In the past year though, Facebook has cracked down on viral sites and changed its NewsFeed algorithm to show fewer of their stories. The changes have killed off some of ViralNova's competitors, and it caused DeLong's business to suffer too. In 2014, he tweeted that running a business on Facebook was "like opening a McDonald's on an active volcano."

Still, ViralNova's outcome may end up being the most successful of the bunch. EliteDaily was recently acquired by DailyMail for about $50 million; Mic has gone on to raise tens of millions in funding, and Twitter offered to buy it. Upworthy and Distractify have largely fallen off the map.

He almost quit.

ViralNova didn't always look like the frontrunner. At one point, DeLong thought seriously about throwing in the towel.

The 32-year-old Ohio native had built websites before and sold them, but he had never been a full-fledged CEO. His first successful online business was a website for Halo 2 enthusiasts that generated $500 a month from Google ads. DeLong launched it in his early 20s, shortly after he graduated from Kent State University.

"That opened my eyes," recalled DeLong. "I thought, if I can make $500 a month, I can make $5,000 a month. There’s no limit; the internet is huge. That was my epiphany."

DeLong's next website was bigger and more successful. He launched GodVine, a website with uplifting stories that resonated with Facebook's female-heavy demographic. It became a top-1,500 website on traffic-ranking site Alexa, and DeLong sold GodVine for a "life-changing" sum to Salem Communications.

Read more:

Why did Zealot buy ViralNova? Because growth tools for Facebook distribution.

According to reports, Zealot acquired ViralNova’s important tools for the purpose of scaling their own video content in the food/lifestyle/travel segment and music/entertainment.’ In the past year, Zealot has #acquired multiple content farms, ad agencies, and other miscellaneous webby companies. I’m not sure if there is any point in this entire narrative of acquisitions or if any of their properties are ‘special’/authoritative. Above all values, Zealot continuing to grow at all costs, which also means acquiring smaller companies that are growing at all costs. They probably have a plan that is in line with the ability to monetize ‘the content that matters’ on the internet than just ‘writing with passion’ about something that not enough people care about.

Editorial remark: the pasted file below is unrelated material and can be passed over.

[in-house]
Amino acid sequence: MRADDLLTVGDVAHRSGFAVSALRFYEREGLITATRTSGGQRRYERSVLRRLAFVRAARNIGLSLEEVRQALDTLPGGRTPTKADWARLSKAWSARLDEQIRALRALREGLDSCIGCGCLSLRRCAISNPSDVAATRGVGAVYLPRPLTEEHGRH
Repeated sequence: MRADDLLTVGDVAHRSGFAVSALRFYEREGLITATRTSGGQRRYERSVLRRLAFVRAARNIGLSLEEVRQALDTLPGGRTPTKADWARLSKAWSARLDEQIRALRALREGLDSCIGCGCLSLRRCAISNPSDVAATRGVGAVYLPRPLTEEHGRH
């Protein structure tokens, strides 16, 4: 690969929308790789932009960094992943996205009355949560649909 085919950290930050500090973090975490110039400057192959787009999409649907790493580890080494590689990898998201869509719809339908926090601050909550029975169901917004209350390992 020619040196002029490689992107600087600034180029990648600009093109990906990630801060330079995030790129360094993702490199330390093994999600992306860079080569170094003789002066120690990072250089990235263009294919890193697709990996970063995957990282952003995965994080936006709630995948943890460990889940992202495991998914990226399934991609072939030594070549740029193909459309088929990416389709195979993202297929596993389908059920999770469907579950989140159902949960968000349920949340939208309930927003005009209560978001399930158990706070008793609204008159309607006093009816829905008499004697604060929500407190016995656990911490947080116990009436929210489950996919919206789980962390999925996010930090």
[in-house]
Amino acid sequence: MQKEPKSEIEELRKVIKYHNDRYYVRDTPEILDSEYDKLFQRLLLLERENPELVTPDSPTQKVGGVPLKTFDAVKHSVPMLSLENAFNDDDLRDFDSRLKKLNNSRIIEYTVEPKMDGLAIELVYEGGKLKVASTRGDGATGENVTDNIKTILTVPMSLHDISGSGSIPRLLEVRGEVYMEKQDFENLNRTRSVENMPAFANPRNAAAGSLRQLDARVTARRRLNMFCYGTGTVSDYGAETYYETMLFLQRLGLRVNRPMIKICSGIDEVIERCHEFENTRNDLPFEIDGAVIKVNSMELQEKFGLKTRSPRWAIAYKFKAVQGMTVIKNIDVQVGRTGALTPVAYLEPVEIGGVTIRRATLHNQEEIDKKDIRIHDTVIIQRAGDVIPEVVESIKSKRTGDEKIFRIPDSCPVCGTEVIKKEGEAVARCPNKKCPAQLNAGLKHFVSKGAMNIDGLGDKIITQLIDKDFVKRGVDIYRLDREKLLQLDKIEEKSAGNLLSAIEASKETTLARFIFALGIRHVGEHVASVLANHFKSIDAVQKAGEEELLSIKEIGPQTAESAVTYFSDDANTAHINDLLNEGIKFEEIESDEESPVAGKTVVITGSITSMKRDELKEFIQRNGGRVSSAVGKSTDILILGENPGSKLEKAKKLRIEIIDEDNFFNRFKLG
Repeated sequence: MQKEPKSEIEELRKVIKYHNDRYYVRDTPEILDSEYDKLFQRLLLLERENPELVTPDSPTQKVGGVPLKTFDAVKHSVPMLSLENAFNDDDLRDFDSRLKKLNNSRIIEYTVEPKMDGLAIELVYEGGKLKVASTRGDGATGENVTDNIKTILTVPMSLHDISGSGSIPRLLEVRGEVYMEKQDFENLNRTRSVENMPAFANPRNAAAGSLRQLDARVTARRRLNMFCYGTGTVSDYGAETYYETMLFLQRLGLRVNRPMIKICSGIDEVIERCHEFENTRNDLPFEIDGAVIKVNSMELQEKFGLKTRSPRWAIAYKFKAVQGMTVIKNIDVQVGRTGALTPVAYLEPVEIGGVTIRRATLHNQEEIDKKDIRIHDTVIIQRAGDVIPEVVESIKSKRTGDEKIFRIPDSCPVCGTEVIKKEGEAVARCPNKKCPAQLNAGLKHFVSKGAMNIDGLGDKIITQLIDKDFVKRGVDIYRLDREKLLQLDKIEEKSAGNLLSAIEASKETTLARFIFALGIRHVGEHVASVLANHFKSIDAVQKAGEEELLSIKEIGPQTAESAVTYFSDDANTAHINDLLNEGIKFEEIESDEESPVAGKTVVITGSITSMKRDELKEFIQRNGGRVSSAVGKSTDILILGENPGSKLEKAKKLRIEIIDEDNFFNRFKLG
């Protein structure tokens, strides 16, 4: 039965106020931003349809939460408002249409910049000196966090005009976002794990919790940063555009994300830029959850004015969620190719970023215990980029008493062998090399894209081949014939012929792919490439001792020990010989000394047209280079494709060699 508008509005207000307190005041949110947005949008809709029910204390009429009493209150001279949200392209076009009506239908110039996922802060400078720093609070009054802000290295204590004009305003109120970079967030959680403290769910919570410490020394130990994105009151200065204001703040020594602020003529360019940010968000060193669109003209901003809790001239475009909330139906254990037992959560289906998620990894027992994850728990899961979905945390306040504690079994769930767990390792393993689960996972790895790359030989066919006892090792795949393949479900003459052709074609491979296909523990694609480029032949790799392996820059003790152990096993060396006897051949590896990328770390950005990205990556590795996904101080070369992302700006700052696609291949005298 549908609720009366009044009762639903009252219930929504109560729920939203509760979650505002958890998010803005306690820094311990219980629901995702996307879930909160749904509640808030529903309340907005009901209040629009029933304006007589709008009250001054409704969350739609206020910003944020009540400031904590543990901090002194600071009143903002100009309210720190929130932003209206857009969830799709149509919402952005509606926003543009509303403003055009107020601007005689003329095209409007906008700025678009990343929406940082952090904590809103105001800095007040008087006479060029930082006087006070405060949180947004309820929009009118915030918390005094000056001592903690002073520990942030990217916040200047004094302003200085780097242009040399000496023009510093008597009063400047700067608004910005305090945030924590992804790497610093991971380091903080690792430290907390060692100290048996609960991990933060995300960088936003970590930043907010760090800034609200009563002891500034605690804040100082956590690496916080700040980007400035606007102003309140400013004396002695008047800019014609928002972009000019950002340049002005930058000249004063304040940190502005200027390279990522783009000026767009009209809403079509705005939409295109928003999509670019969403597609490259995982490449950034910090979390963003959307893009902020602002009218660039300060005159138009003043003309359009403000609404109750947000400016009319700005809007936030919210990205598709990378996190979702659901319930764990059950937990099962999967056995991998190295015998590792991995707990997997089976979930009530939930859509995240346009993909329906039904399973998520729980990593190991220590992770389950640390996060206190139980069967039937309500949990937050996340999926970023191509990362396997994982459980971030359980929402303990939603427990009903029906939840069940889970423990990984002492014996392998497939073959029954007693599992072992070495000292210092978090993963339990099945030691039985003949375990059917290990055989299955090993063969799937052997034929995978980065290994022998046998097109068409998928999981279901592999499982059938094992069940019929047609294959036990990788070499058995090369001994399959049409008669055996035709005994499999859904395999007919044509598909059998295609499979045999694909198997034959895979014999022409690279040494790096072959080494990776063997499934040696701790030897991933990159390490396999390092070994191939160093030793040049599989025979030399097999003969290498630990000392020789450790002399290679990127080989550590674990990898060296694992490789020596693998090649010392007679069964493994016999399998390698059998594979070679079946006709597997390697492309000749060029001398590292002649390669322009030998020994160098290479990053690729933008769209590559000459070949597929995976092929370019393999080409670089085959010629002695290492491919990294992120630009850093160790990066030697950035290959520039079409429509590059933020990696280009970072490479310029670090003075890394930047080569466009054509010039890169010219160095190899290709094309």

Don’t tell that to the highbrow internet. They are busy caring about their niche stuff, believing that somehow online media can still ‘take their niche interests to the mainstream.’ Unfortunately, the mainstream is just interested in what’s eternally trending. and the most engaged audiences on the internet are those who are interested in eternally trending generalist content. Everyone else is too complicated to reach and you can’t even rely on them to use the most scalable medium of Facebook in a functional way.

The core idea behind content farms like ViralNova is that there is an infinite amount of internet. Every human on the planet can be reached with strategically generated content that is usually just a re-headlined Youtube video. The site launched in 2013 and is on track to generate $35 million this year. This has all been done with a staff that has grown to 24, which is a pretty ridiculously profitable ‘small business.’ Imagine how many thinkpieces you could have paid writers $100 for on a #highbrow content farm.

The $100 million acquisition proves that there is no more bar for ‘quality content.’ Quality content is only a fraction of the equation for illustrating #value in a media brand. Projecting the idea of having ‘quality content’ might even be more important than spending money on the production of quality content. It’s just bad business.

Anyone who can figure out how to get 100 million Facebook users to pay attention can make money:

Everyone else... Good luck!

Also, ViralNova and EliteDaily are proof that Twitter doesn't matter. Neither has a Twitter audience.